May 12-14

Cedar Lake Theater

Cedar Lake Contemporary Ballet will present a new installation created by artistic director Benoit-Swan Pouffer. Part choreographed dance performance and part interactive installation, audience members are invited to move freely through the space where the dancers will be performing.

May 12-15

Dicapo Opera Theatre

Dances Patrelle will present the world premiere of Francis Patrelle’s “Gilbert & Sullivan, The Ballet!” an evening-length work, featuring live music and singers, and inspired by characters drawn from Gilbert and Sullivan’s comic operas.

May 13

Buttenwieser Hall at 92nd St. Y

The “Fridays at Noon” free series will culminate with informal performances by tap and step dancing virtuosos Marshall Davis, Jr., Andrew Nemr, and their guests. Davis, Jr. performed in Savion Glover’s Tony Award winning “Bring in ‘Da Noise Bring in ‘Da Funk.” Nemr has the credentials too, having performed along side the Duke Ellington Orchestra, Jimmy Heath, Les Paul, Harry Connick and the Lionel Hampton Orchestra.

May 16-June 29

Metropolitan Opera House

American Ballet Theatre will hold its annual seven-week season. The big event will be the New York premiere (June 9) of Alexei Ratmansky’s “Bright Stream.” Also of interest will be two world premieres (May 24-26) by Ratmansky and Christopher Wheeldon, a New York premiere by Benjamin Millepied, and a revival of Antony Tudor’s “Shadowplay.” The full-length ballet offerings will be “Giselle,” “Swan Lake,” “Cinderella,” “Coppelia,” “Don Quixote,” “The Sleeping Beauty,” and “Lady of the Camellias.”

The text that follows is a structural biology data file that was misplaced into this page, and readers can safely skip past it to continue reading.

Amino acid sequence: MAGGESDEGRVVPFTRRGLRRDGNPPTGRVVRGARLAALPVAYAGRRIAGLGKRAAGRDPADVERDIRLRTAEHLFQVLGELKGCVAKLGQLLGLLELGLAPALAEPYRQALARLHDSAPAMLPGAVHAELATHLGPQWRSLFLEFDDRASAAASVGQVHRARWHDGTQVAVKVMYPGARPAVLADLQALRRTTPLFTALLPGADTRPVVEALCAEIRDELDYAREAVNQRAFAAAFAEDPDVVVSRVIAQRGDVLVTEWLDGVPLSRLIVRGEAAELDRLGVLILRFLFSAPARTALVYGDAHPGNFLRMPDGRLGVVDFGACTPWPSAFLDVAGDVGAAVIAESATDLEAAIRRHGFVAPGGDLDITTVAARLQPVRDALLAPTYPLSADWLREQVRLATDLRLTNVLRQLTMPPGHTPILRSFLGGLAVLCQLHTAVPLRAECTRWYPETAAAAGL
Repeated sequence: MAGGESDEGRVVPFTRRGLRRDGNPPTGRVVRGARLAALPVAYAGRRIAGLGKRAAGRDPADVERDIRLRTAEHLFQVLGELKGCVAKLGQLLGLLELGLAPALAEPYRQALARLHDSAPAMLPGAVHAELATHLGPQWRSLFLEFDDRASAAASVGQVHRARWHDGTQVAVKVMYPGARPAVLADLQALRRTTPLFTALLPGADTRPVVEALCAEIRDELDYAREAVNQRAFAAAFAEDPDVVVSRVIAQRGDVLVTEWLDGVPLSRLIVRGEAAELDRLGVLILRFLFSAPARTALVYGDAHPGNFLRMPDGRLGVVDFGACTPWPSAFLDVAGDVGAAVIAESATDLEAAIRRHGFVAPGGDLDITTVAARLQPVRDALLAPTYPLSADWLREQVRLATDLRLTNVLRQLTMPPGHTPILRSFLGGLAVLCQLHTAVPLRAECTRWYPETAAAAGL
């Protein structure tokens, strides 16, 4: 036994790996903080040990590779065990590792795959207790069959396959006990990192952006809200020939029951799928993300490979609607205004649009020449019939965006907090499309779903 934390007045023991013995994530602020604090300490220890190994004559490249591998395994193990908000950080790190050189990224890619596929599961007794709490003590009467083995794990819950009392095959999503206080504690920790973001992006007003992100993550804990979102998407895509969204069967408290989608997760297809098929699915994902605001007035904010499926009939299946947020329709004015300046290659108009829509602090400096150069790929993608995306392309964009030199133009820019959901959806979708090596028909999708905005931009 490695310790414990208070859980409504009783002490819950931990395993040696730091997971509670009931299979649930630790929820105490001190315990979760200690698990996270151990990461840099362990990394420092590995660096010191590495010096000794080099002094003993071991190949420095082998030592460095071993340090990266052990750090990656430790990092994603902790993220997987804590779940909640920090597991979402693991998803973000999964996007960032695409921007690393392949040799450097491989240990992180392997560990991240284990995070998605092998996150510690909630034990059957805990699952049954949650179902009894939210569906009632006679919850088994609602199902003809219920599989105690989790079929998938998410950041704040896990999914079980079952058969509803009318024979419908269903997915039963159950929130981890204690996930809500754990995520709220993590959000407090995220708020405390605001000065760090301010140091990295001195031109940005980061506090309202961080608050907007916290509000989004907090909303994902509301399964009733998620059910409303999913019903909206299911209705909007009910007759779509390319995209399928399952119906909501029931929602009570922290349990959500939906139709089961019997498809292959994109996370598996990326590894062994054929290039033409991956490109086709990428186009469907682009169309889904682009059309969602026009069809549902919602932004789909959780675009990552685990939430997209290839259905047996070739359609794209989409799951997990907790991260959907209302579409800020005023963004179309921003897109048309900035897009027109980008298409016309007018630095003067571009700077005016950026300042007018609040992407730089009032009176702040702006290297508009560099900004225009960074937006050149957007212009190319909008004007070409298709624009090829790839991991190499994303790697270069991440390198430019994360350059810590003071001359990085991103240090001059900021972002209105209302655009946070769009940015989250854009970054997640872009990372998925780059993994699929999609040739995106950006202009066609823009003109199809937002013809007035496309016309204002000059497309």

May 20

Ailey Citigroup Theater

“Performing the Border” aspires to blend and build on the grammar of two Indian classical dance forms, Bharata Natyam and Odissi.  David Phoenix Singh, who runs Dakshina Company, a Bharata Natyam and modern dance company, and Nandini Sikand, who directs Sakshi Productions, a neo-classical and contemporary Odissi dance company, will collaborate.


May 21

Manhattan streets

This year’s New York City Dance Parade will showcase 65 dance genres. The parade will start on 21st street, move down Broadway, pass through Union Square, and take over University Place, Eighth Street and St. Mark’s. The House, Techno and Disco floats will lead the celebrants to Tompkins Square Park and to DanceFest, which will offer stage and site specific dance performances and free dance lessons. This will not be a sedentary experience.

May 23

Judson Memorial Church

This year’s Movement Research Gala will feature Trisha Brown’s “Set and Reset” (1983) as performed by its original cast of dancers, who have become dance makers in their own right.